Technique

Bottling Your Wine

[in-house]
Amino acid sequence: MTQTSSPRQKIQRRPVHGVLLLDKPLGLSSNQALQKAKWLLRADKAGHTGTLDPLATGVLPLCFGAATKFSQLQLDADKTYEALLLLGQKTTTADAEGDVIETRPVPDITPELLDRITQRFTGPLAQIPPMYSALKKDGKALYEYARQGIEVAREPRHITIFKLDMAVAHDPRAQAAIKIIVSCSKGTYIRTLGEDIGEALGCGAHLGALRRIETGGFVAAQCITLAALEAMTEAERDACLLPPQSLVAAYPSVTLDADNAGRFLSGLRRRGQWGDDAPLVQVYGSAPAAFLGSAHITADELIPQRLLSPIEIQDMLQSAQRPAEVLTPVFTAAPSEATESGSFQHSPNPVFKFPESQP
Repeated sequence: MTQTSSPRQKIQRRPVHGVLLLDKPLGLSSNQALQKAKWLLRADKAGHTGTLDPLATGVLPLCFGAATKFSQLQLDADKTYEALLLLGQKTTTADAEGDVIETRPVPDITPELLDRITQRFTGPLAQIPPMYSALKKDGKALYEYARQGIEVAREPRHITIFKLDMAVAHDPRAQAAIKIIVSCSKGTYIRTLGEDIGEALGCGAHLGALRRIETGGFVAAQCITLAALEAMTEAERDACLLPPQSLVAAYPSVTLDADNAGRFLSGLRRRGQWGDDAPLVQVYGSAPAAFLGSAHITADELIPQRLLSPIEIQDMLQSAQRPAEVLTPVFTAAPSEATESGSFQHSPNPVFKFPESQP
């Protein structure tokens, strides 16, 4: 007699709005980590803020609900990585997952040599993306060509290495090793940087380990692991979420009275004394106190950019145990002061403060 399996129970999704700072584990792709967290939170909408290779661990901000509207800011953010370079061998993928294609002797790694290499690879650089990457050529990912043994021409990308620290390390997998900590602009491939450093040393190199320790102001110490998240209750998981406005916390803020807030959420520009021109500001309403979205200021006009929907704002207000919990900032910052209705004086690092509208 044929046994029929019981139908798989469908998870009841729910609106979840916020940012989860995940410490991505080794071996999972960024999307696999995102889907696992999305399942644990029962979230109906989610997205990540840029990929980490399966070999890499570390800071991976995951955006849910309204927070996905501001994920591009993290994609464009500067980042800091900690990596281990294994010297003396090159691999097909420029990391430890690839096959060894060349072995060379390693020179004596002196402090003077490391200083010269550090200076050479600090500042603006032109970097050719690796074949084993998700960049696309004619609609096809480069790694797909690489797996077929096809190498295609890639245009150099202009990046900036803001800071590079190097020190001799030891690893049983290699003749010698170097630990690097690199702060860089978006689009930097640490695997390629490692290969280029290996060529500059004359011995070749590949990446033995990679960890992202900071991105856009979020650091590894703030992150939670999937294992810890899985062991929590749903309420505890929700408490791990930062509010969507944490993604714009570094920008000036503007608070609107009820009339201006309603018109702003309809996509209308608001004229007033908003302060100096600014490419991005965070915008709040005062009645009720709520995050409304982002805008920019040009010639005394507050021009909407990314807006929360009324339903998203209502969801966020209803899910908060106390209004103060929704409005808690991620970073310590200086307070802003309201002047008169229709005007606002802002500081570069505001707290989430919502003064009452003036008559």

As renowned French wine scientist Emile Peynaud wrote, “Bottling is a very stressful operation for a wine and the enological problems it causes are numerous: Considerable oxygen uptake, keeping out microorganisms and particles in suspension by filtering, constant struggle to prevent any contamination of yeasts by the apparatus itself, cleanliness of the glass, efficiency of the closure, etc.” Bottling your wine requires careful planning, preparation, and execution. Before the Bottle When getting ready to bottle, you first need to be sure the wine itself is ready. The most critical part of that is to be absolutely certain your fermentation is complete. That means taking all of the usual steps to help along both the primary fermentation and, if desired, a malolactic (ML) secondary fermentation. Further, it means testing to verify that the processes are complete and the wine is stable. When fermentation of a dry wine is complete, the Brix reading will be negative by about 1.5 to 2.5 °Brix. The number will be lower with higher alcohol since ethanol is less dense than water. It will be higher in